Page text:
In a rather curious revelation, the Parlimentary Committee on Statutory Bodies and Public Enterprises has learnt that the Minister of Transport and Communications (MTC), Tshenolo Mabeo undertook a trip to Brazil to identify possible aircraft suppliers alongside his permanent secretary Neil Fitt and an aircraft engineer Karabo Chibane from Air Botswana.
Appearing before committee members Samson Moyo Guma, Pius Mokgware and Phenyo Butale, acting general manager Agnes Khunwane told the committee that the Board and herself distanced themselves from the trip which also had representatives from stakeholders including the Civil Aviation Authority of Botswana (CAAB) and Ayata, a consultancy working on the organisation’s turnaround strategy.
The committee expressed concern as to why only three companies would be listed as possible suppliers and as to why the minister would visit those alongside a consultant engaged by Air Botswana.
“We were told about the trip to visit three aeroplane suppliers in Brazil. The board chairman rejected the invitation to go, as we did not want our in-house process to be disturbed.
They then at the 11th hour requested to go with one of our engineers and we agreed,” she said. Khunwane said they would not even ask about the outcome of the trip even though they paid per diem for their employee as they were in the middle of a process. Mokgware said it would only be right to surcharge Khunwane for paying the per diem because the trip for which Chibane was given money for was not official Air Botswana business.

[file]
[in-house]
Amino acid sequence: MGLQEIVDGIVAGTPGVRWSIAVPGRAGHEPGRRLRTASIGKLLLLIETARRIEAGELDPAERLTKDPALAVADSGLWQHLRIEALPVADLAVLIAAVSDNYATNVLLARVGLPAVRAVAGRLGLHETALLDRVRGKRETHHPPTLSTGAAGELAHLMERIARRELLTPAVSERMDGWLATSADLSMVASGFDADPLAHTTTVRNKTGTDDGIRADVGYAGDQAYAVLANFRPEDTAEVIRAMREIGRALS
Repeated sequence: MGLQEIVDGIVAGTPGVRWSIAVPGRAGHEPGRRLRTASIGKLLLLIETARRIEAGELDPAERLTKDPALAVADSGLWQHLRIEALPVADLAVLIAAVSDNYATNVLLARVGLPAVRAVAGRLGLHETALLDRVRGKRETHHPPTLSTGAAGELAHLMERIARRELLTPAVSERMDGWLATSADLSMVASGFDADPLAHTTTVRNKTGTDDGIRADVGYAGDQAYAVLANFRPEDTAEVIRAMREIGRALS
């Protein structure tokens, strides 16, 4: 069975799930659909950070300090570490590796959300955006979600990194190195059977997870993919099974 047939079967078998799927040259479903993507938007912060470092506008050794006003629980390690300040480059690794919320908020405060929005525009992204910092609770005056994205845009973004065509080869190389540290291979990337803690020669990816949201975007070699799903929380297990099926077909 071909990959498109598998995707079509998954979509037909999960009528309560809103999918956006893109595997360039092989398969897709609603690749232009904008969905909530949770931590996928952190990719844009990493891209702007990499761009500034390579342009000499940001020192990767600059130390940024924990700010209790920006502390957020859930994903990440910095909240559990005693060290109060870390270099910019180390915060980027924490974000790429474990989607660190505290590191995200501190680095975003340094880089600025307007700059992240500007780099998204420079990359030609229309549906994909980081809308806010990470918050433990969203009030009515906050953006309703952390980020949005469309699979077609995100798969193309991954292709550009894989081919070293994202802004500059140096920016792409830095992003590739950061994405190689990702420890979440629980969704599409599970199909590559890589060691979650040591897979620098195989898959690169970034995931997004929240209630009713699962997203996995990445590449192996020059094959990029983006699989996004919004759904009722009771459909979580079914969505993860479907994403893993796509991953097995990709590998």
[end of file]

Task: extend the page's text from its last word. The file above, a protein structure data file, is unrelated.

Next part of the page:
Khunwane said they did not see the value of the minister’s trip as they were on track with their process.
She said the board expressed displeasure at the move and told the minister that they want to be allowed to work with minimal interference. She said the minister overlooked Air Botswana for four months after he dissolved the board from November 2015 until February 2016. The committee members expressed concern at this saying as per the Act it should never happen that the organisation runs without a board.
The committee members raised concern that the minister travelled with a consultant who is expected to make the final
Khunwane said the initial consultancy had proposed they buy seven new aircraft and that it would cost P2.3 billion. She said because they had engaged the consultants, the minister’s trip made no sense to them.
She had told the committee that they had spent P10 million on ICF Management Consultants working on a five-year strategy, which shortly after Tebogo Masire was appointed, a further P1.8 million was spent for validation of the strategy, as it was a year behind schedule.
“The initial plan was to decide on networking of routes and buying of a fleet based on that. With revalidation, the board that came in February called for a broader scope starting from a business plan before making recommendations on networking and fleeting,” she said.
Khunwane also indicated that Air Botswana made a net loss of P90 million from P165 million in 2015, whereas in 2014 the airline lost P100 million. Khunwane attributed the losses to high costs of maintenance of its old fleet of aircraft of which all the jets have been sold. Other challenges she said were human resource deficiency and IT challenges.
This also led to another shocking revelation that the airline has leased an aircraft for P3 million monthly since February 2015 when they sold the jets. Chairperson of the committee slammed the move, stating that it could be cheaper if they sought a loan to buy an aircraft rather than take up an option they know they are not making any profits from.
Khunwane conceded that the staff morale was very low. She said that was expected as some employees put in their all, but get frustrated because the airline is not profitable. Butale had mentioned that he had received the concerns by some airline employees on the same.